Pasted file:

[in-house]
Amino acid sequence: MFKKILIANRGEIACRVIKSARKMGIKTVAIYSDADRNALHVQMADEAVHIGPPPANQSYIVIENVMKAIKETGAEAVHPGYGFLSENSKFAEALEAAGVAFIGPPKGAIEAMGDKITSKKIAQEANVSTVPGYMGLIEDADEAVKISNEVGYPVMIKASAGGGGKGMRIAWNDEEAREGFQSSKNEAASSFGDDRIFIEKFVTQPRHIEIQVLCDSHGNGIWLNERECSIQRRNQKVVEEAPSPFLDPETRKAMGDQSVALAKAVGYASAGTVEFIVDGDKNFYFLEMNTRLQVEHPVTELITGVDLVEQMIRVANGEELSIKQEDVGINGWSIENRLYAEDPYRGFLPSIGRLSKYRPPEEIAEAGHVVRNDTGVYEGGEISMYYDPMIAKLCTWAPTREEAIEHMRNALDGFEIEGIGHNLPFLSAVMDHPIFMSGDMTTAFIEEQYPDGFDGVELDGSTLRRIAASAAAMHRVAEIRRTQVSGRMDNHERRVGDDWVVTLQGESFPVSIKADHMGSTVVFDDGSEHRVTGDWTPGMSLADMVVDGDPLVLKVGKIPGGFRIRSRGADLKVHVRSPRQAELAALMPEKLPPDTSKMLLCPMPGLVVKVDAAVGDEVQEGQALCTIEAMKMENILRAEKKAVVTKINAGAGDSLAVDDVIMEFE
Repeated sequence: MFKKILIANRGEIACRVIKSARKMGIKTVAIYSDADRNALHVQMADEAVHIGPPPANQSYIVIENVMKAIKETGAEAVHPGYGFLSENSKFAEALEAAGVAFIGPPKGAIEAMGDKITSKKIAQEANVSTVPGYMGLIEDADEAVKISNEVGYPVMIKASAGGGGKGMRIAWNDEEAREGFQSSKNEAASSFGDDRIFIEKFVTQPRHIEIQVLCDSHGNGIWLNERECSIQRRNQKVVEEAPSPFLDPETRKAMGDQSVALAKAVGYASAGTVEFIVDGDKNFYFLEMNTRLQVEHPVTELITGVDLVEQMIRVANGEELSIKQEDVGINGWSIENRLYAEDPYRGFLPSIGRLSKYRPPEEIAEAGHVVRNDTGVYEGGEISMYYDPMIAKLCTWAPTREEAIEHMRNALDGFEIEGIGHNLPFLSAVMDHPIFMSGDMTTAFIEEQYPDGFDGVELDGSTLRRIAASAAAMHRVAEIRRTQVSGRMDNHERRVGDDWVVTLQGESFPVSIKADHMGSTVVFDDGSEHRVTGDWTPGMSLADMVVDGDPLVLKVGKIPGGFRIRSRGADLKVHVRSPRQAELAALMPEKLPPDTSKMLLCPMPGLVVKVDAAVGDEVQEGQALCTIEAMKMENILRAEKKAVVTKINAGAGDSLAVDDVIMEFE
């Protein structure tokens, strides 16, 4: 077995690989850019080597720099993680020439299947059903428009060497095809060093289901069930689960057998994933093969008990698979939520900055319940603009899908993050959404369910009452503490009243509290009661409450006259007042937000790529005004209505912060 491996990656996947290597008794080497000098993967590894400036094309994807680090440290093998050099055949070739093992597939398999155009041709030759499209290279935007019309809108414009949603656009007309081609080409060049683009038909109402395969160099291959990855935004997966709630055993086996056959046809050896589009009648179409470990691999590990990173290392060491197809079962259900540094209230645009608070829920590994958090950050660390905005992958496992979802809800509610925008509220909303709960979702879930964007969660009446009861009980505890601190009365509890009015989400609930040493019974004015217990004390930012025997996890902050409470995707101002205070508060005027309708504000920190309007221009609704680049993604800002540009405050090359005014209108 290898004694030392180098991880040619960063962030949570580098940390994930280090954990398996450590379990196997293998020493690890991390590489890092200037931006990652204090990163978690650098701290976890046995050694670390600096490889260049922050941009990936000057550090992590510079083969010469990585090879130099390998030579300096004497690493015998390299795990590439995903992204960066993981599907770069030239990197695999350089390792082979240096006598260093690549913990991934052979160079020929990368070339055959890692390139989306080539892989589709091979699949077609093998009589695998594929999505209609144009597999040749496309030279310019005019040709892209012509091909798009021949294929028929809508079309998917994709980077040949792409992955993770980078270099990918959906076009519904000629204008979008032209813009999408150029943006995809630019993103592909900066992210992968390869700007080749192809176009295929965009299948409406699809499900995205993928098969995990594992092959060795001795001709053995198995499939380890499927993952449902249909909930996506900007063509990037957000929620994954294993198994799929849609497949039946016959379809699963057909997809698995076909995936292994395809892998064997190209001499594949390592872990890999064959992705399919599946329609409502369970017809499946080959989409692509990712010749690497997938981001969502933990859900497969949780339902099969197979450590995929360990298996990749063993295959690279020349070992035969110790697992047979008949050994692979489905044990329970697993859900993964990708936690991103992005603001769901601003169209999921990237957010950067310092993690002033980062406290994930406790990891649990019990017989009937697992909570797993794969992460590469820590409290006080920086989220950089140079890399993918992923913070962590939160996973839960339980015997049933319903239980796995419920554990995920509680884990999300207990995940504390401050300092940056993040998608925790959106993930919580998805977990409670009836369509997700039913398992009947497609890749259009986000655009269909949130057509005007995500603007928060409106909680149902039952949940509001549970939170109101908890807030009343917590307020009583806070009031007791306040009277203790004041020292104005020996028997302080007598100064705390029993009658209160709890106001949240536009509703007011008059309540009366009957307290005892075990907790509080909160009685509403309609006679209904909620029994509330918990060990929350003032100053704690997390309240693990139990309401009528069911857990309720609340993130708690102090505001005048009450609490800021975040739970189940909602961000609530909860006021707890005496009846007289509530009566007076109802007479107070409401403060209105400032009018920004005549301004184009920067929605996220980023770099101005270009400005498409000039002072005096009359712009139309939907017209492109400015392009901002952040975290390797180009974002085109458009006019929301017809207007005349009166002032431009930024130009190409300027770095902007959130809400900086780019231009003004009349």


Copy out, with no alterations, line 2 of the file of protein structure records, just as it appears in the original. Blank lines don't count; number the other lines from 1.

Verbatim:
Amino acid sequence: MFKKILIANRGEIACRVIKSARKMGIKTVAIYSDADRNALHVQMADEAVHIGPPPANQSYIVIENVMKAIKETGAEAVHPGYGFLSENSKFAEALEAAGVAFIGPPKGAIEAMGDKITSKKIAQEANVSTVPGYMGLIEDADEAVKISNEVGYPVMIKASAGGGGKGMRIAWNDEEAREGFQSSKNEAASSFGDDRIFIEKFVTQPRHIEIQVLCDSHGNGIWLNERECSIQRRNQKVVEEAPSPFLDPETRKAMGDQSVALAKAVGYASAGTVEFIVDGDKNFYFLEMNTRLQVEHPVTELITGVDLVEQMIRVANGEELSIKQEDVGINGWSIENRLYAEDPYRGFLPSIGRLSKYRPPEEIAEAGHVVRNDTGVYEGGEISMYYDPMIAKLCTWAPTREEAIEHMRNALDGFEIEGIGHNLPFLSAVMDHPIFMSGDMTTAFIEEQYPDGFDGVELDGSTLRRIAASAAAMHRVAEIRRTQVSGRMDNHERRVGDDWVVTLQGESFPVSIKADHMGSTVVFDDGSEHRVTGDWTPGMSLADMVVDGDPLVLKVGKIPGGFRIRSRGADLKVHVRSPRQAELAALMPEKLPPDTSKMLLCPMPGLVVKVDAAVGDEVQEGQALCTIEAMKMENILRAEKKAVVTKINAGAGDSLAVDDVIMEFE